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The importance of data quality

Checking the accuracy of vital events records

Methods and tools to evaluate the quality of vital statistics

Tabulation and generation of vital statistics for national policy

Presentation, communication and dissemination of vital statistics

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Methods and tools to evaluate the quality of vital statistics

Common issues and challenges of birth statistics

The two primary factors that will affect the utility of birth data are the coverage and completeness of the birth registration system. The effects of these two factors are discussed below.

The representativeness of the birth data may be biased due to coverage problems if not all populations and areas are covered. For instance, certain ethnic groups or people living in rural or remote areas may have more barriers to access registration points, and are thus less likely to register the births of their children. However, the biggest challenge for many countries is to register or record all births that take place in the community. Incompleteness therefore is the primary cause of poor quality birth registration data.

Another key challenge in the collection of birth statistics is to capture all births within 12 months of when they occur. The reported annual data are often a mix of children of different ages (both newborns and older children) who were registered that year. Sometimes these data include adult registrations. Even when laws and regulations define the legal time limit for registering a birth, these laws are not always enforced. Some children may only be registered for the first time when they reach school age, when a birth certificate for enrolment is often required.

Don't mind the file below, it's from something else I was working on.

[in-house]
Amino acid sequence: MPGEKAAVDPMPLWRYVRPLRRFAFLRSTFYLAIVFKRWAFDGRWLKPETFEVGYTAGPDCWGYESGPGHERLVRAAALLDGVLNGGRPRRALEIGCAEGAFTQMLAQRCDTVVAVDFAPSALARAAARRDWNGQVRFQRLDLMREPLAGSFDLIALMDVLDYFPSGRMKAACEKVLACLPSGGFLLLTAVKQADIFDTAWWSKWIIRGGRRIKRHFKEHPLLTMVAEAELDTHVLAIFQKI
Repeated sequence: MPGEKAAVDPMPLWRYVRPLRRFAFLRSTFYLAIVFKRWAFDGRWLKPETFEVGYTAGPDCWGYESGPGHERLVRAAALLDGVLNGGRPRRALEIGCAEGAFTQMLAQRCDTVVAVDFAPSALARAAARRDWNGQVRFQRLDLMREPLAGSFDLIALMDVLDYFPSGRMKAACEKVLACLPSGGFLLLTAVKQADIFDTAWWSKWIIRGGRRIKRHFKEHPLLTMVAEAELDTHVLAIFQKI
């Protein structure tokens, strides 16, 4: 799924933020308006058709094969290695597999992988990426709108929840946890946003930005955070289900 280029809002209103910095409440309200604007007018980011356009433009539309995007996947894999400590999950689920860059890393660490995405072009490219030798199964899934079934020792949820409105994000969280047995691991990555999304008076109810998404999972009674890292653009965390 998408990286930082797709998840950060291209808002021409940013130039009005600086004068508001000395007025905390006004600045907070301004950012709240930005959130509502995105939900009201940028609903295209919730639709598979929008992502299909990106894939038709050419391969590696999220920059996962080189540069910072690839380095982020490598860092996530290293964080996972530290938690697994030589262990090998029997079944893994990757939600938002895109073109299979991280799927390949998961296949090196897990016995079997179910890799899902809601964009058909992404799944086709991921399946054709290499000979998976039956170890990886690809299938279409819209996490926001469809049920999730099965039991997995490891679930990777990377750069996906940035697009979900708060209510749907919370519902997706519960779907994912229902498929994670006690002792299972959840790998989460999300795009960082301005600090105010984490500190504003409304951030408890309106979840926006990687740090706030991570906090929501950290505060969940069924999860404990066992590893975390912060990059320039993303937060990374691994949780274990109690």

For reporting and analysis purposes, children whose birth did not occur in the year of registration should be separated from children who were born in the past year. The percentage of late registrations should be carefully monitored, because these lower the utility of the data, and because the births of children who die before registration will be missed. 

Additionally, errors or omissions of the age of the mother and sex of the child can affect the resulting birth statistics. The mother’s age is critical for calculating statistics related to fertility and teenage birth rates. The sex of the child can provide a measure to determine the quality of the data, and also act as a signal of fetal sex selection and preference in countries where this is a problem. 

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Birth registration digitisation in Ghana

Vital event registration in Ghana is low, with birth registration at 57%. Nevertheless the country is moving to implement digitisation for birth registration records. Benjamin Clapham, Ghana's Project Officer, explains.

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